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Four designs exist. Silver proof.  Brass uncirculated.  Brass proof of silver design.  Brass proof of brass uncirculated design.  Over the years, I have seen a few silver proof medals, many brass uncirculated medals and two sets of the brass proof medals.  Both sets of the brass proof medals were seriously impaired (which could not be resolved with conservation efforts).  Price should be related to rarity and condition.  The silver and brass proof medals are rare, extremely rare in unimpaired condition and always seem to be "expensive."  The brass uncirculated medal is readily available in 65-67 condition and always seem to be "inexpensive."  Still, "expensive" and "inexpensive" are words which vary with each collector.  And, remember, Arif's warning (about hoards) is very realistic and a persistent danger.  I never forget this risk when adding items to my collection.

Mark Bonke 

Mark,

I have seen 2-coin proof brass medal set few times, but have never seen 2-coin proof silver medal set before. Usually, the proof silver medal was packed in one medal package with design of the left side of the medal as shown in the attached picture. I do not recall I have ever seen the silver medal with design in the right side of the picture. IMO, the medal with design in the right side is more common than the left side, since this brass medal (UNC) was packed in post card folder and sold at Palace Museum shop as late as 1992 (I bought one during my trip in 1992).

Have you ever seen the right side design of this medal in silver proof version?

Offline bonke

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poconopenn

I agree with you.  I have never seen a two-coin silver proof set and I have never seen the medal with the design on the right side of your picture in silver.  Also, all of the uncirculated brass medals which I have purchased were packed in a post card folder.  I agree that this uncirculated brass medal in the post card folder is the most common of the four medals.

NGC refers to the silver proof medal as National Palace Museum 60th Anniversary and the brass proof medal with the same design as Forbidden City Museum Hall of Supreme Harmony.  NGC refers to other design (uncirculated brass and proof brass) as the Forbidden City Museum Corner Gate.  The former design has the modern building and the latter has the older looking building. 

Hopefully, this discussion will lead a forum member to tell us that he or she has seen and owns a silver version of the Forbidden City Museum Corner Gate design.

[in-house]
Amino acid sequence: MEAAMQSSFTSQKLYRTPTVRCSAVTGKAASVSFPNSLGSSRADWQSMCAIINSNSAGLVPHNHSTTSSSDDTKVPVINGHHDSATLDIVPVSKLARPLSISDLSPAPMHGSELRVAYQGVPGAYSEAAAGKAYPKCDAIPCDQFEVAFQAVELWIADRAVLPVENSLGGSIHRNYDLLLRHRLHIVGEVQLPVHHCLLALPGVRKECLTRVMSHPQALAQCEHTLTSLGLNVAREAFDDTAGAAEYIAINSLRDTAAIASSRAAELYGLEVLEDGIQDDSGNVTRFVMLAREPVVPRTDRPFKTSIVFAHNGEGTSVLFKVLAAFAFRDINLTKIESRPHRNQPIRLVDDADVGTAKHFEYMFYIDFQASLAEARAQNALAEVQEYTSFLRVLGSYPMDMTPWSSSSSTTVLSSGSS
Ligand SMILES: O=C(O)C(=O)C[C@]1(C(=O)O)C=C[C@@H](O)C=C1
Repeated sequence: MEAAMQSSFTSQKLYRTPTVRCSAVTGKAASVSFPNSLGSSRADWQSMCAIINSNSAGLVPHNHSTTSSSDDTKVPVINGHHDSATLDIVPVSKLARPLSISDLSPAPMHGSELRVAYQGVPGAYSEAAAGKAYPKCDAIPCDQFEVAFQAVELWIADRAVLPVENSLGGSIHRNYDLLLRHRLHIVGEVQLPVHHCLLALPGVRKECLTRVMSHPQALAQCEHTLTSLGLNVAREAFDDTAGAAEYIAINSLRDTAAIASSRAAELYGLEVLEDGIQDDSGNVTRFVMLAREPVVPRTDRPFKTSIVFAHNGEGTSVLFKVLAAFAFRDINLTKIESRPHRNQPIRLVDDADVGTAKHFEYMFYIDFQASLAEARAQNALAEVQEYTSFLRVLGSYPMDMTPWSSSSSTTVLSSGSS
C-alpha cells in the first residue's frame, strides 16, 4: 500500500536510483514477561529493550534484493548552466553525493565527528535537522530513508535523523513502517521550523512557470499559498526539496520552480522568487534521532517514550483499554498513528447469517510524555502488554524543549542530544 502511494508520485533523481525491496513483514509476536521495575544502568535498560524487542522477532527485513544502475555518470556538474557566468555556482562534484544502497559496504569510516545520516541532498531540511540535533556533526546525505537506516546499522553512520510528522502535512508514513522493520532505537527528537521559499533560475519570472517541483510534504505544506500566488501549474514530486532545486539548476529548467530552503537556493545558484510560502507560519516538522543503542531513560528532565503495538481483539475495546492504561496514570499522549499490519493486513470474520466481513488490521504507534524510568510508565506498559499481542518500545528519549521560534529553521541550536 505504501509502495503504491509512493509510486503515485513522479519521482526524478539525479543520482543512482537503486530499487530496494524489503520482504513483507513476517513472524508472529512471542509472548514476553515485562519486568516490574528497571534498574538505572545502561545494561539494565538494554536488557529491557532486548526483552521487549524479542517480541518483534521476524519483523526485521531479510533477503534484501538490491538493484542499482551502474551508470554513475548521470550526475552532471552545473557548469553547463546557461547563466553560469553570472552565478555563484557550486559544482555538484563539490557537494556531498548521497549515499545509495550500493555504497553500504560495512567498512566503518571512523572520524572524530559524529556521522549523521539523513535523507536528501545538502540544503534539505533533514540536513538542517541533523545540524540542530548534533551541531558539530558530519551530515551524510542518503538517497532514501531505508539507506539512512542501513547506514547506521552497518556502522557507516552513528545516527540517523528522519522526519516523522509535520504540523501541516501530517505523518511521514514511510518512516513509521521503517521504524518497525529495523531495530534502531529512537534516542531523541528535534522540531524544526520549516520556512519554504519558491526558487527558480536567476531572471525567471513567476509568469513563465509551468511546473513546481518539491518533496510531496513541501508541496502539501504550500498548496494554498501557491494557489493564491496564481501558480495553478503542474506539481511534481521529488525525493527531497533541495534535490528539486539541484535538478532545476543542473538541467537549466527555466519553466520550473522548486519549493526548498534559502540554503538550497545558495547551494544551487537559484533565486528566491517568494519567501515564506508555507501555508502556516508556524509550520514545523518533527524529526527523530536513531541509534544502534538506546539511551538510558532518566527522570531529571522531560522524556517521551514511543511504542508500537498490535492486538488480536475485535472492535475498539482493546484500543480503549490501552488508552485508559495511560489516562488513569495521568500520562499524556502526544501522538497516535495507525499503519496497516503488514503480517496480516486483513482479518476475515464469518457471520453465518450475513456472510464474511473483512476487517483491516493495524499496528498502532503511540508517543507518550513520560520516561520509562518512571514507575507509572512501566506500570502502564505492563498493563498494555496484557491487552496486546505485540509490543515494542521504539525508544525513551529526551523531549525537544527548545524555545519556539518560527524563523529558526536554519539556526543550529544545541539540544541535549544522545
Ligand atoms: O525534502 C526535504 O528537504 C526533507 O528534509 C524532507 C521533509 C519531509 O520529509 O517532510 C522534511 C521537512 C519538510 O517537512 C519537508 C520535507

In my opinion, this silver medal is one of the best designs in my collection.  I would enjoy purchasing another if the price was "reasonable" (whatever that means).

Mark Bonke

Offline fwang2450

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I have two silver proof medals of the Hall of Supreme Harmony design, and two sets of brass proofs. I have never seen a silver medal with the Corner Tower design. Never heard of restrikes of the silver medal.

Offline fwang2450

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It appears that there have been more and more such medals showing up on the market, both brass and silver medas and some with proof quality. It was supposed to be only 200 silver pieces issued in 1985 for the event according to the China Mint Company.  Anyone has thoughts or comments?

http://www.ebay.com/itm/1985-60th-Anniversary-Kuo-Gong-Museum-China-Medal-Coin-Silver-BOX-LOW-MINTAGE-1-/311456925055?hash=item488447857f

http://www.zhaoonline.com/jinianxilie-yin/3362302.shtml 

http://www.zhaoonline.com.hk/qitaqianbi/3352460.shtml 

The eBay listing box is not the kind usually seen with the silver medal, but similar to the box housing the brass proofs.

Offline Alien

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Very useful information and great discussions. For those brass proof set, did any of you purchase them 5 years ago or even 10 years ago?

I do have both the silver and the brass one purchased more than 10 years ago, but either in very good conditions. The recent show-ups are much more appealing, which triggered my questions for help from the forum.

Offline fwang2450

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Very useful information and great discussions. For those brass proof set, did any of you purchase them 5 years ago or even 10 years ago?

I do have both the silver and the brass one purchased more than 10 years ago, but either in very good conditions. The recent show-ups are much more appealing, which triggered my questions for help from the forum.
There was a brass proof hoard that reached the market late last year. I got mine from that batch. Had not seen them before. As Mark said, the condition is not good. There are a lot of black spots.

Offline Alien

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Frank, you noticed the difference in boxes for holding the silver medals and the similarity with the box holding the brass proof set, do you have any explanations or speculations?

The box I had for the silver medal was a blue velvet box.

Offline fwang2450

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Frank, you noticed the difference in boxes for holding the silver medals and the similarity with the box holding the brass proof set, do you have any explanations or speculations?

The box I had for the silver medal was a blue velvet box.
This is the first time I saw the silver medal in this box. The box I had seen before was always the blue velvet one, like yours. I cannot think of any explanation now.